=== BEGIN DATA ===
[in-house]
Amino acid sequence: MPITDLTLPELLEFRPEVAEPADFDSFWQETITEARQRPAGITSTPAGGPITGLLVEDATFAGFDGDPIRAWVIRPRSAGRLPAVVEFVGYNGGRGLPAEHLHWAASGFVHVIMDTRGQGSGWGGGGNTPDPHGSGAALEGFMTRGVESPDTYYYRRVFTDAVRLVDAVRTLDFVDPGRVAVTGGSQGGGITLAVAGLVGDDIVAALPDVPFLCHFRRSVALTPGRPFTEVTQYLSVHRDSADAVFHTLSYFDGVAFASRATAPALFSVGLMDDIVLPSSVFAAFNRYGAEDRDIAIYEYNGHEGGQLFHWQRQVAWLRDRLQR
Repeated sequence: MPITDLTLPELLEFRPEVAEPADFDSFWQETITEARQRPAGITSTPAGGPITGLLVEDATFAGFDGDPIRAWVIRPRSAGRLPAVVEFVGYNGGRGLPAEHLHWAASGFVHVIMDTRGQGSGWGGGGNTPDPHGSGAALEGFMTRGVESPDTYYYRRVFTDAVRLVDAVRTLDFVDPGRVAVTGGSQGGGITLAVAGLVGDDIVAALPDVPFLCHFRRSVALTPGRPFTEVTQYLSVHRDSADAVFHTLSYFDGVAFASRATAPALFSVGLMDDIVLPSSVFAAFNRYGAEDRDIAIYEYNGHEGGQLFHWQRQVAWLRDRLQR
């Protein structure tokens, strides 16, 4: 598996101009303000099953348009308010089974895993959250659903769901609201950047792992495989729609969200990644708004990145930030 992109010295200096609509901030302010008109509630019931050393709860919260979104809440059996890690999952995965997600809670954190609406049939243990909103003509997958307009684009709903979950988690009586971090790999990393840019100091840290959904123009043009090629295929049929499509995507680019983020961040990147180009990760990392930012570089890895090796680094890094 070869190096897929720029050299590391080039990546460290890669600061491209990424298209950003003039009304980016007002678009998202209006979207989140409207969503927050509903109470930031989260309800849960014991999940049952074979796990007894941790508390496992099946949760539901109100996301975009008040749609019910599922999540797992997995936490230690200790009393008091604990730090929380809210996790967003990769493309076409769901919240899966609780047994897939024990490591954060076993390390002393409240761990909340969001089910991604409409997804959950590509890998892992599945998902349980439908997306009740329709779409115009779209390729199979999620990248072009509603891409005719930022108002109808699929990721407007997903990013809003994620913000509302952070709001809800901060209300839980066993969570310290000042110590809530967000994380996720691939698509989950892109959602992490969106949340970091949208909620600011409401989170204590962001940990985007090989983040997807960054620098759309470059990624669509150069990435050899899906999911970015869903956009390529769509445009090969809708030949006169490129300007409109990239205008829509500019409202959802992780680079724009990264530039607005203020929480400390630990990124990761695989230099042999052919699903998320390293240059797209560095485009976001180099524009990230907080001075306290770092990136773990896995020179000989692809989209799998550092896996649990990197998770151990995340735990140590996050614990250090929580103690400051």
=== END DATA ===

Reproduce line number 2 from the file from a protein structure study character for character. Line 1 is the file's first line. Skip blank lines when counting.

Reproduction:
Amino acid sequence: MPITDLTLPELLEFRPEVAEPADFDSFWQETITEARQRPAGITSTPAGGPITGLLVEDATFAGFDGDPIRAWVIRPRSAGRLPAVVEFVGYNGGRGLPAEHLHWAASGFVHVIMDTRGQGSGWGGGGNTPDPHGSGAALEGFMTRGVESPDTYYYRRVFTDAVRLVDAVRTLDFVDPGRVAVTGGSQGGGITLAVAGLVGDDIVAALPDVPFLCHFRRSVALTPGRPFTEVTQYLSVHRDSADAVFHTLSYFDGVAFASRATAPALFSVGLMDDIVLPSSVFAAFNRYGAEDRDIAIYEYNGHEGGQLFHWQRQVAWLRDRLQR